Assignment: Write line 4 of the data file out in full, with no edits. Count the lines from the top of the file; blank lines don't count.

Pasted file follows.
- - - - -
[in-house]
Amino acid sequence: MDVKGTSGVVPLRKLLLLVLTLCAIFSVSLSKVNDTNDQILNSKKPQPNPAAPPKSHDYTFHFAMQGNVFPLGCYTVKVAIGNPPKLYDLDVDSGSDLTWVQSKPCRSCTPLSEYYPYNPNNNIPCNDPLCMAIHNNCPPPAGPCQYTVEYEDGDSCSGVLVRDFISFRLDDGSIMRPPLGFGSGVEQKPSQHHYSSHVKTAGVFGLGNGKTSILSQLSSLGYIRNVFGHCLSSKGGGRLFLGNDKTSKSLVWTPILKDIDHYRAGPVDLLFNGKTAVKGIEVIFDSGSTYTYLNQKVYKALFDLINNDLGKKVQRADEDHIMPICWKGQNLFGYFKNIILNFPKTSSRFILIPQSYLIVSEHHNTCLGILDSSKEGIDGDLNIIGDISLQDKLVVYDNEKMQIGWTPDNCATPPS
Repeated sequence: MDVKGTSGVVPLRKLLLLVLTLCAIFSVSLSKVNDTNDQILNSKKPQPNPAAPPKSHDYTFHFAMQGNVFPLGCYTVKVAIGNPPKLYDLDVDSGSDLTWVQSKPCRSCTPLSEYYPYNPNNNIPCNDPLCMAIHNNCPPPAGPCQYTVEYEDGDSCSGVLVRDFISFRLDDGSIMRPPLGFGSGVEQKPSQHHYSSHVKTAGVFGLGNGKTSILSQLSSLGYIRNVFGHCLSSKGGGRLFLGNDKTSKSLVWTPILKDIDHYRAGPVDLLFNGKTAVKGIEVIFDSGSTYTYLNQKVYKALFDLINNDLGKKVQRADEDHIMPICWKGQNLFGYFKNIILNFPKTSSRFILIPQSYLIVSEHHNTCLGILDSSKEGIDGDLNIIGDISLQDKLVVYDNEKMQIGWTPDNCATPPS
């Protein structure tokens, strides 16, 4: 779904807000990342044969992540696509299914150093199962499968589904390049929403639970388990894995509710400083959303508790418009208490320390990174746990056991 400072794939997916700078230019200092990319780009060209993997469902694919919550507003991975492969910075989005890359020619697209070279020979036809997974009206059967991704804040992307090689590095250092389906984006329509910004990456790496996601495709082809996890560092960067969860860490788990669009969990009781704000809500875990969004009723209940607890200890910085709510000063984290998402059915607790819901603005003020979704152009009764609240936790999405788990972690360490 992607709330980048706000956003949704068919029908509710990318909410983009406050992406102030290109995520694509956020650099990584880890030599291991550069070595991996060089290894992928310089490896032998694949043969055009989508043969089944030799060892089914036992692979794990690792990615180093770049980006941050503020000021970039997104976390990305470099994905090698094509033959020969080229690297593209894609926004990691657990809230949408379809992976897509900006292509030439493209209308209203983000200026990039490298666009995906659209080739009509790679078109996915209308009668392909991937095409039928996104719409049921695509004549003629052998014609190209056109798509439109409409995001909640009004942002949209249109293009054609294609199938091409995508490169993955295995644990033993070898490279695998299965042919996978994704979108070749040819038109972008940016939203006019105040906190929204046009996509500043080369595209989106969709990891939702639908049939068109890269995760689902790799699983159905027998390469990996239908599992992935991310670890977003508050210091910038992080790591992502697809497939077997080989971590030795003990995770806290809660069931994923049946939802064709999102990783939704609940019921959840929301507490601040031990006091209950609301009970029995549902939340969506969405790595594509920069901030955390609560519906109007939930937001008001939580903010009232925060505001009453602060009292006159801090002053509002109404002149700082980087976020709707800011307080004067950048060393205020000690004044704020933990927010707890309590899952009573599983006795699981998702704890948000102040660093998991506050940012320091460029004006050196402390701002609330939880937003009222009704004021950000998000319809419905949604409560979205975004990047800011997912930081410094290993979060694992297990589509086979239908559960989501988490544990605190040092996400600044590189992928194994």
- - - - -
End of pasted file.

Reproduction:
């Protein structure tokens, strides 16, 4: 779904807000990342044969992540696509299914150093199962499968589904390049929403639970388990894995509710400083959303508790418009208490320390990174746990056991 400072794939997916700078230019200092990319780009060209993997469902694919919550507003991975492969910075989005890359020619697209070279020979036809997974009206059967991704804040992307090689590095250092389906984006329509910004990456790496996601495709082809996890560092960067969860860490788990669009969990009781704000809500875990969004009723209940607890200890910085709510000063984290998402059915607790819901603005003020979704152009009764609240936790999405788990972690360490 992607709330980048706000956003949704068919029908509710990318909410983009406050992406102030290109995520694509956020650099990584880890030599291991550069070595991996060089290894992928310089490896032998694949043969055009989508043969089944030799060892089914036992692979794990690792990615180093770049980006941050503020000021970039997104976390990305470099994905090698094509033959020969080229690297593209894609926004990691657990809230949408379809992976897509900006292509030439493209209308209203983000200026990039490298666009995906659209080739009509790679078109996915209308009668392909991937095409039928996104719409049921695509004549003629052998014609190209056109798509439109409409995001909640009004942002949209249109293009054609294609199938091409995508490169993955295995644990033993070898490279695998299965042919996978994704979108070749040819038109972008940016939203006019105040906190929204046009996509500043080369595209989106969709990891939702639908049939068109890269995760689902790799699983159905027998390469990996239908599992992935991310670890977003508050210091910038992080790591992502697809497939077997080989971590030795003990995770806290809660069931994923049946939802064709999102990783939704609940019921959840929301507490601040031990006091209950609301009970029995549902939340969506969405790595594509920069901030955390609560519906109007939930937001008001939580903010009232925060505001009453602060009292006159801090002053509002109404002149700082980087976020709707800011307080004067950048060393205020000690004044704020933990927010707890309590899952009573599983006795699981998702704890948000102040660093998991506050940012320091460029004006050196402390701002609330939880937003009222009704004021950000998000319809419905949604409560979205975004990047800011997912930081410094290993979060694992297990589509086979239908559960989501988490544990605190040092996400600044590189992928194994």